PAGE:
Warning Star

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Warning Star

Postby norri » Mon Dec 21, 2015 7:26 am

Although in military service since 1943
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The US Navy didn’t acquire the C-69 until 1949, adapting it to carry two large early warning radars.
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A dorsal AN/APS-45 height finder radar and a ventral AN/APS-20 air search radar. Originally known as ‘Willie Victors’ (WV-2)
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as the concept was developed it was standardised in 1962 by the Dept of Defence as the EC-121.
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142 were ordered and deliveries started in 1953. Of those, the USAF took 84. ‘Warning Stars’ operated Picket duty over both the Atlantic and Pacific Oceans.
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Augmenting land and sea based early warning radars, to counter the Soviet threat.
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EC-121’s also operated in Vietnam and coordinated the first ever airborne interception, resulting in F-4's shooting down two Mig 17’s.
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This restoration started out as an EC-121K from NAS Point Magu CA, employed to track missiles fired at the Pacific Missile Testing Range.
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But halfway through the painting, I stumbled across the story of PR-21 a EC-121 of the Navy Fleet Airborne Reconnaissance Squadron One (VQ-1).
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Nevermind, i'll just change the codes
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On the 15th April 1969 PR-21 took off from its base at NAS Natsugi Japan for an intelligence mission off Musu Point over the Sea of Japan.
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6 hours into the flight ground based radar detected two North Korean Air Force MiG-21s taking off from East Tongchong.
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A warning was transmitted to the pilot in command, LCDR James Overstreet, but there seems to be some debate as to whether or not it was received, much less acknowledged.
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A routine activity report appears to be the last confirmed transmission made by ‘Deep Sea 129’ approximately 30 minutes before being intercepted by the Migs.
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Even though it was clearly over International waters and had likely aborted its mission, PR-21 had no hope of outrunning the rapidly approaching Mig 21’s
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and it was later thought PR-21 was hit by a single AA-2 ‘Atol’ air to air missile.
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PR-21 and the crew of 31 didn’t stand a chance.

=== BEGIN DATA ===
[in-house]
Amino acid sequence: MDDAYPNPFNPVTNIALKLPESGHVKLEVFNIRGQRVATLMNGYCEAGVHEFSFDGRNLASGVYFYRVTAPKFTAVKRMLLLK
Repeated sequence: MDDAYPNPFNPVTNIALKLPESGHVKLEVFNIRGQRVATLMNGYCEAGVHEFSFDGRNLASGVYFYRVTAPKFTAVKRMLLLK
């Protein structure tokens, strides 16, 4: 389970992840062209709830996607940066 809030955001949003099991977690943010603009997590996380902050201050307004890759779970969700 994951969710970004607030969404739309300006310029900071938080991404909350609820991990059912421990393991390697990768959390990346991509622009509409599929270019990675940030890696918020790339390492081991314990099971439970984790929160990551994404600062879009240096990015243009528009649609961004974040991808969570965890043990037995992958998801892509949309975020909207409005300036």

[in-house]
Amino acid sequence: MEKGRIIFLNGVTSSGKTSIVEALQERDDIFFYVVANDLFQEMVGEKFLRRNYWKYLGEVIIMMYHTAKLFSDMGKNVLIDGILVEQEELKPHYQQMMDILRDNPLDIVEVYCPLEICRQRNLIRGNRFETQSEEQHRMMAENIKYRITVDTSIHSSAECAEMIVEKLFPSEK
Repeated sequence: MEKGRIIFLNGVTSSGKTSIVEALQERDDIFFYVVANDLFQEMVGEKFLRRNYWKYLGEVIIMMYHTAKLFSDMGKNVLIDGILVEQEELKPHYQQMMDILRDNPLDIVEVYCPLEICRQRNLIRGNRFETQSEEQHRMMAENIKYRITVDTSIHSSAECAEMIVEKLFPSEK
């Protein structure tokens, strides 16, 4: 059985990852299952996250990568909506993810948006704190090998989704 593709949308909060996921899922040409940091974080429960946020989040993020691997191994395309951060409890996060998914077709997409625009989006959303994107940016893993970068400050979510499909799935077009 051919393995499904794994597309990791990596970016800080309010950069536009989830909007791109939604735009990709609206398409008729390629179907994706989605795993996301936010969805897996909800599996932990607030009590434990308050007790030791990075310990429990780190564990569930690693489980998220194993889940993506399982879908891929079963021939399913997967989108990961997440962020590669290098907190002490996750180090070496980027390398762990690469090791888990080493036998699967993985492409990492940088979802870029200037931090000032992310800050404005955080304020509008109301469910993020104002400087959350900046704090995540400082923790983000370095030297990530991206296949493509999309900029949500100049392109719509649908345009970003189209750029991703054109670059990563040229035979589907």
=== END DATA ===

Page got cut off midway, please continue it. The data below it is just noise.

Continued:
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Even the Soviets who were shocked by the unprovoked attack helped in the SAR effort, which yielded some floating wreckage and 2 bodies.
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Nixon, although he talked tough, was at a loss as to what to do. Indecision turned to indecisiveness.
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Communication between the White House and CINCPAC was muddled, the moment for retaliation passed.
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So apart from a vow to continue the missions (this time with a fighter escort) no action was taken.
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A VQ-1 Warning Star with a VF-51 F-4 escort (the subject of an earlier restoration).

viewtopic.php?f=29&t=1499

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Secretary Kissinger lamented, ‘our conduct in the EC-121 crisis was weak, indecisive and disorganized’.
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Easy to see why the Kim regime has been getting away with thumbing their noses at the International community for so long.
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AN/APS-20 radome
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I was so impressed by an earlier post which featured an Air Force EC-121, that I never contemplated such an undertaking.
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but then stumbled across some suitable moulds for the radar domes, so thought I may as well
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the last Navy Warning Star was retired in 1987. Besides the combat loss of PR-21, 31 Warning Stars were destroyed in operational accidents, by both branches of the service, at a cost of 179 crew.
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This restoration is a tribute to the memory of LCDR Overstreet, his crew and indeed all the airmen who lost their lives serving on EC-121's.
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PR-21 as it really was, Japan circa 1969
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norri
 
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Re: Warning Star

Postby MichaelB » Sat Jan 02, 2016 6:07 pm

Beautiful work - as I have come to expect!
BTW, the US Navy never had any "C-69"s. The original WV-1s (PO-1W) was a short body Constellation. Follow ons - which are more common - were the WV-2 and -3, also known as the EC-121, which was the long body "Super" Constellation.
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Re: Warning Star

Postby norri » Tue Jan 05, 2016 2:44 pm

well I got it half right! many thanks for the feedback Michael.
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Re: Warning Star

Postby MichaelB » Tue Jan 05, 2016 3:08 pm

As a reminder...Red Box Toys...the successor to Dyna-Flites and etc...has a nice toy WV-2. It's a bit chunky but a Constellation none the less - and affordable! It can be hard to find but is often seen at air shows.
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